A large crowd of at least 145 people participated in the 54th annual KGS seminar on Friday, May 16, at the KGS Well Sample and Core Library. The theme for the seminar was "Monitoring Kentucky: LiDAR and Other Technologies."
Speakers from KGS, State agencies, and private businesses discussed how they use LiDAR (light detection and ranging) technology for discovering landforms and sinkholes, mapping floodplains, and searching for archaeological sites. There were also presentations on monitoring seismic activity, water levels, and algae in Kentucky streams.
The Kentucky Section of the American Institute of Professional Geologists and the Geological Society of Kentucky also gave their annual awards at the event.
|The large crowd at the annual seminar kept KGS staff and students busy at the check-in tables.||KGS Director and State Geologist Jim Cobb gave the opening remarks.||The crowd attending the 54th annual seminar included professionals in private practice, professors and students from several universities, KGS staff, and professionals with several State agencies.|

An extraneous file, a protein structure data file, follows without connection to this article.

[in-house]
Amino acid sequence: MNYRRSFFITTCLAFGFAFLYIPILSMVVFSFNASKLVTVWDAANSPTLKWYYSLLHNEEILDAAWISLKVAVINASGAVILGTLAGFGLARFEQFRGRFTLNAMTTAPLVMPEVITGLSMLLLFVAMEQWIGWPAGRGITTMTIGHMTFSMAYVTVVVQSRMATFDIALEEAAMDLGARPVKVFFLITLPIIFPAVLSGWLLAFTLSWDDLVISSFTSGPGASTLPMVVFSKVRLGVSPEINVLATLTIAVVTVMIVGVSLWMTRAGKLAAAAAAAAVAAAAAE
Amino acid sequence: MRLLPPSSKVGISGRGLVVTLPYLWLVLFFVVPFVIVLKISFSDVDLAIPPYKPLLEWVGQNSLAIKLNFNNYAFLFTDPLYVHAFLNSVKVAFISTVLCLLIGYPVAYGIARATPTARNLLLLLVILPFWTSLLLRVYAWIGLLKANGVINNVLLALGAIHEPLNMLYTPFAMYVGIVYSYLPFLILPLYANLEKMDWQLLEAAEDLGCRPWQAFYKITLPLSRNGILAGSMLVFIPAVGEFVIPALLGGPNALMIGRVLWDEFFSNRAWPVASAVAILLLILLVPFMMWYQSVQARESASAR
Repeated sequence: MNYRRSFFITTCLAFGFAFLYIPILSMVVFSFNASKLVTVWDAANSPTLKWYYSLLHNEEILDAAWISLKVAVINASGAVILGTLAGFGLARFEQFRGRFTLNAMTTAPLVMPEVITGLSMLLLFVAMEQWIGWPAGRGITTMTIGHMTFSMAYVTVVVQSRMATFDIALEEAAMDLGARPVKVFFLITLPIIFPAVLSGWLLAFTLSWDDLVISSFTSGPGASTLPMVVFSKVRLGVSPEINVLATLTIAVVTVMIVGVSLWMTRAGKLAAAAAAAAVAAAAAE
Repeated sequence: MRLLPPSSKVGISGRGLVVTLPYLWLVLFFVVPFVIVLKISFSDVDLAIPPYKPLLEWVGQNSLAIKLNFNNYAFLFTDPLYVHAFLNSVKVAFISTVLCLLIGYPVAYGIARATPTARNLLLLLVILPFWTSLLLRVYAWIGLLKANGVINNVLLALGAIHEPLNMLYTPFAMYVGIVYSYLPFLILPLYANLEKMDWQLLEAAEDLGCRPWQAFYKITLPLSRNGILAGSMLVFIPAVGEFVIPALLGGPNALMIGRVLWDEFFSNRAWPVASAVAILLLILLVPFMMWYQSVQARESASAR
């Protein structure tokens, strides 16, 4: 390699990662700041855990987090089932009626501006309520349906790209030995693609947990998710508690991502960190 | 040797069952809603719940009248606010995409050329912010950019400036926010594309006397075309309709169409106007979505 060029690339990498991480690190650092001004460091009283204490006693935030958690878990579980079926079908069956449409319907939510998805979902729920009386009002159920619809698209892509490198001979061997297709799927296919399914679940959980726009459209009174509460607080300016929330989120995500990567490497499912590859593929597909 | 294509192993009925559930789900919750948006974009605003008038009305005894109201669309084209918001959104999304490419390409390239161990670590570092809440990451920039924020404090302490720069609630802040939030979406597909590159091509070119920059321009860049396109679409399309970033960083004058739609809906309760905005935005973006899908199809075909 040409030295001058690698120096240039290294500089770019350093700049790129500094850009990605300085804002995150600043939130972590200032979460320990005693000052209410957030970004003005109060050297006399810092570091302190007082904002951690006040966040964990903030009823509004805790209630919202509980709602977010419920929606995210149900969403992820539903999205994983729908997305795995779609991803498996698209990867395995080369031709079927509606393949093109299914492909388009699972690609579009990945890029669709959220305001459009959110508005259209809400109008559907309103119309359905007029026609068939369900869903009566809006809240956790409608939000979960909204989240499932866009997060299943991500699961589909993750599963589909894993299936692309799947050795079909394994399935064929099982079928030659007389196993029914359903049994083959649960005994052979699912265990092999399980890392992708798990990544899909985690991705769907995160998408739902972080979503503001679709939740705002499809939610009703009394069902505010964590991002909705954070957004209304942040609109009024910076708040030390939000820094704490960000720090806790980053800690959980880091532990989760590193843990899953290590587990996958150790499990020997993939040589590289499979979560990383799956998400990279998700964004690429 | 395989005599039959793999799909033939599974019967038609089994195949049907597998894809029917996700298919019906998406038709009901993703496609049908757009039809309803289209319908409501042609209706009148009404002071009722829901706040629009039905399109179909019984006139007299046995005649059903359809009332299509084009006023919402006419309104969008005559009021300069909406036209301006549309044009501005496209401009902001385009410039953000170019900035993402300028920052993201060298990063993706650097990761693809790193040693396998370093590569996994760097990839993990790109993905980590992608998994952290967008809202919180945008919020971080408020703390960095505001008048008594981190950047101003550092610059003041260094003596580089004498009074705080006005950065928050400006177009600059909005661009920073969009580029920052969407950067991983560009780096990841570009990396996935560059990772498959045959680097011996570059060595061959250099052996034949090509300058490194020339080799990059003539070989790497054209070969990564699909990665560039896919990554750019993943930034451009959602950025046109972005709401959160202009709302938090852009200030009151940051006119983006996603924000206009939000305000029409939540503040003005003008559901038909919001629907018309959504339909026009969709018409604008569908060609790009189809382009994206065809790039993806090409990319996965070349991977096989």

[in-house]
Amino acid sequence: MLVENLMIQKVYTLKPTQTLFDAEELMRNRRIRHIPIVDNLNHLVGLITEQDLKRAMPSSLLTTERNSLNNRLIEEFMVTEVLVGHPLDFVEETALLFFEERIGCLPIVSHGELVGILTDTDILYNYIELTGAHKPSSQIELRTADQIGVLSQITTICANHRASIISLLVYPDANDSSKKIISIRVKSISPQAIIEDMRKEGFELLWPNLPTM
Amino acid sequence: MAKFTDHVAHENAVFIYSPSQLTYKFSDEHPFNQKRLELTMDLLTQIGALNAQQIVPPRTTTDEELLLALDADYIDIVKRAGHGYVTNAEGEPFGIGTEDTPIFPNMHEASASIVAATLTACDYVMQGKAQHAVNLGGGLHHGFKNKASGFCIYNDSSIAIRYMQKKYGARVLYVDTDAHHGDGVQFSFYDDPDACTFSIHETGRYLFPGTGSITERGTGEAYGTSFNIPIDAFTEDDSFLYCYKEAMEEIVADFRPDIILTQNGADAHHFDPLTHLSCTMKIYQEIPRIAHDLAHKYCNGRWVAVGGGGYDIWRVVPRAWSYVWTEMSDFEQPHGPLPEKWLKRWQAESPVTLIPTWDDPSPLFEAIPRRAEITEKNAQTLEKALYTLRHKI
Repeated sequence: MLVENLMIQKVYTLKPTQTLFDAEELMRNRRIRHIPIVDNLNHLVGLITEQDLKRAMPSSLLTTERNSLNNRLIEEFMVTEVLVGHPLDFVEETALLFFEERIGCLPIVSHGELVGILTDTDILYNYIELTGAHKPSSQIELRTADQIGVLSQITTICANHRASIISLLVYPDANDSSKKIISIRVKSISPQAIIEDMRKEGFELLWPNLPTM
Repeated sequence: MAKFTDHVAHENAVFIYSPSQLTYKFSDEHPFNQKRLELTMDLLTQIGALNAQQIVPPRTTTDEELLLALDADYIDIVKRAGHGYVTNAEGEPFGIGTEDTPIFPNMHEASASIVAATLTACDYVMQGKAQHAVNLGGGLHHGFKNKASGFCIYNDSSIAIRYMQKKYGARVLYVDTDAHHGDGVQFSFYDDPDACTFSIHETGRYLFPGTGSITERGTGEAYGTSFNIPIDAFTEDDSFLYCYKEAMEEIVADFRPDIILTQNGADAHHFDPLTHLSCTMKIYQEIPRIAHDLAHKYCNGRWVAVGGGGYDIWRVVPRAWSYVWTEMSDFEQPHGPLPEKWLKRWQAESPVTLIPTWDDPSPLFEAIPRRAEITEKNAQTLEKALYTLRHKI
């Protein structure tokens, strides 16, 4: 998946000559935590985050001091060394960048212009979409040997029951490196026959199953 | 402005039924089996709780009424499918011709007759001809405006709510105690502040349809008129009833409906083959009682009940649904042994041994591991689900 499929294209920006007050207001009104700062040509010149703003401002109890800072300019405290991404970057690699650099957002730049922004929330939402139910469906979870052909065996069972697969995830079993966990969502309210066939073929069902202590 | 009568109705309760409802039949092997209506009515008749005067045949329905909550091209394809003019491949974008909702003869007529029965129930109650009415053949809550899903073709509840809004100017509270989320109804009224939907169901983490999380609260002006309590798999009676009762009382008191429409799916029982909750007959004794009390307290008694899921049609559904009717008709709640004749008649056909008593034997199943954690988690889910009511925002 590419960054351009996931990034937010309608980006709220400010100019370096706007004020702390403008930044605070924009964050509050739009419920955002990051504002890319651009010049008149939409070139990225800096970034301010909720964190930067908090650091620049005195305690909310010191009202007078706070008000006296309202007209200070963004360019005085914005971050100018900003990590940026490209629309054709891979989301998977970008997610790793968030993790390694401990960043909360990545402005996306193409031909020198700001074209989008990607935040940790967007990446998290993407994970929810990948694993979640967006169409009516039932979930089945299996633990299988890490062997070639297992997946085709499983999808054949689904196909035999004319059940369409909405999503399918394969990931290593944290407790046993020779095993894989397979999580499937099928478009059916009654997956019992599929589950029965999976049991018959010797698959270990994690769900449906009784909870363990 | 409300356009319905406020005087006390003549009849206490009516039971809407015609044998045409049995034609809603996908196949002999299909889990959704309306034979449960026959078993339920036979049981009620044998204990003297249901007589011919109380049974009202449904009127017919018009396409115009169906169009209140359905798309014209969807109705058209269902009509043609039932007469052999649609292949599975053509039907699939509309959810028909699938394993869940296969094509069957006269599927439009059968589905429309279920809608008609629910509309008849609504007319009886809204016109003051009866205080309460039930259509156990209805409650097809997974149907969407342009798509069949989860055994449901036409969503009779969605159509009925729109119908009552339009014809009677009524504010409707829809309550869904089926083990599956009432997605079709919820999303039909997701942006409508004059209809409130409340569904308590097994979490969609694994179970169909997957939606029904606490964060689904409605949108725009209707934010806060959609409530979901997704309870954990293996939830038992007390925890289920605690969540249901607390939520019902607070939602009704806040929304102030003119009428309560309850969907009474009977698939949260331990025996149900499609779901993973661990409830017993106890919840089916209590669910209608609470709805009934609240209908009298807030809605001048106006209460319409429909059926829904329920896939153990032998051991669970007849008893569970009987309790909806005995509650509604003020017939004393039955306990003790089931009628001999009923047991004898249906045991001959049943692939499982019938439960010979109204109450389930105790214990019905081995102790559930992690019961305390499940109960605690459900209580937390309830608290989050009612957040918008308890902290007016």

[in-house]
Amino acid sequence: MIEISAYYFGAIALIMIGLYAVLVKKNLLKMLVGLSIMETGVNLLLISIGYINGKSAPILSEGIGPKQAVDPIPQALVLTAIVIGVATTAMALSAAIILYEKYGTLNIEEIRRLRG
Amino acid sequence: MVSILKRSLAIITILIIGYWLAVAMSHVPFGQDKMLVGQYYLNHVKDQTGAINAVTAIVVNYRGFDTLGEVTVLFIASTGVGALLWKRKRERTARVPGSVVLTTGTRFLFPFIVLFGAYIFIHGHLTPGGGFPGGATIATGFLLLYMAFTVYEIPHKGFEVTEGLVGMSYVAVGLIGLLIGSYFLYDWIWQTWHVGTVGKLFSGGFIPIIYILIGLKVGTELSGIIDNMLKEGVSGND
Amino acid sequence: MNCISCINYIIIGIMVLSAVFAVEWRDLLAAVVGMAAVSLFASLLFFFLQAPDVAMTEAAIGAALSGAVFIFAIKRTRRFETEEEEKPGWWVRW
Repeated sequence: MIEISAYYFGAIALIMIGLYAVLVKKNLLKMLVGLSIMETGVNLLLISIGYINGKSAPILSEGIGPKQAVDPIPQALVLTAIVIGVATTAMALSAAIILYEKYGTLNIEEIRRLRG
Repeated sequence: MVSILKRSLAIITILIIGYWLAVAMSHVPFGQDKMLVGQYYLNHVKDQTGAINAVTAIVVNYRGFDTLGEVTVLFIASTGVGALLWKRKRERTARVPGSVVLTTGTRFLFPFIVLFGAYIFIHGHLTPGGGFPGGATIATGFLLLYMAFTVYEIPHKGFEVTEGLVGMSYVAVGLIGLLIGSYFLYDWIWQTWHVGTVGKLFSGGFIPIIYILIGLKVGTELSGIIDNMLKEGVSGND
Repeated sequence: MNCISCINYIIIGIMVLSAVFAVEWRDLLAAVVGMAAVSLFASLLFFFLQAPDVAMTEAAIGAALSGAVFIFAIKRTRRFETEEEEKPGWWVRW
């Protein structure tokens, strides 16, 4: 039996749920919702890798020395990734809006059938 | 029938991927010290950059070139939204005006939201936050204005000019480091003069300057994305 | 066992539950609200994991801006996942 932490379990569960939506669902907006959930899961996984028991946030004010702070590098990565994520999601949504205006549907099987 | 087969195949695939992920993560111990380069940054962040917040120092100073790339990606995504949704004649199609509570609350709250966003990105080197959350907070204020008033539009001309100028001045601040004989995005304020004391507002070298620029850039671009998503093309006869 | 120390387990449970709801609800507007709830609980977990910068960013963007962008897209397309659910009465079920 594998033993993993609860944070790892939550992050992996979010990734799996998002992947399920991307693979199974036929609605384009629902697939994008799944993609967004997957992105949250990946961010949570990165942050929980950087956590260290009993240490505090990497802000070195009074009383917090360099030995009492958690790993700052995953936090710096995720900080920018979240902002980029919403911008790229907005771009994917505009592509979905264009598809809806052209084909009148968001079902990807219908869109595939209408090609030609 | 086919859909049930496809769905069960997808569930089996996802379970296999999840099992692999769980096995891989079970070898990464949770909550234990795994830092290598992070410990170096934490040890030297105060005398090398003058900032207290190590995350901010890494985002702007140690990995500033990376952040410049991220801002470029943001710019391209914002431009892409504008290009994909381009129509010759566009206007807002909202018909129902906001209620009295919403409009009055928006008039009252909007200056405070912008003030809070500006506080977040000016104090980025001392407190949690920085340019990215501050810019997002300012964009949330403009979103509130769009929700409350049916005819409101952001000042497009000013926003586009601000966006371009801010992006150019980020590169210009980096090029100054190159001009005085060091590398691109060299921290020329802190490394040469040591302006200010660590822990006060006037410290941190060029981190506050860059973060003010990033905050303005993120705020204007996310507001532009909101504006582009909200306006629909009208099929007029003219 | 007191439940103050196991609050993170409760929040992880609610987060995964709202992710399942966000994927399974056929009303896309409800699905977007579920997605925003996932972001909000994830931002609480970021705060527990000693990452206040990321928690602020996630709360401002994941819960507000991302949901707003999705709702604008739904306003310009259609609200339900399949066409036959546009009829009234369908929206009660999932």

|Mike Meade, of Photo Science, Inc., a Quantum Spatial Company, gave an overview of LiDAR and its uses.||Matt Crawford, of the KGS Geologic Hazards Section, discussed the use of LiDAR for his landslide research.||Northern Kentucky University geology student Sarah Lott explains her research during a poster break.|
|Participants had a variety of research posters to peruse during the morning break at the seminar.||Carl Shields, an archaeologist with the Kentucky Transportation Cabinet, gave an entertaining presentation on finding ancient earthworks using LiDAR data.||Jim Currens, of the KGS Water Resources Section, received the Outstanding Kentucky Geologist Award from AIPG–Kentucky Section President Bill Brab.|
|State Geologist Jim Cobb was presented with the Distinguished Service Award from the Geological Society of Kentucky, presented by Richard Smath, as well as a Lifetime Achievement Award from KY-AIPG.|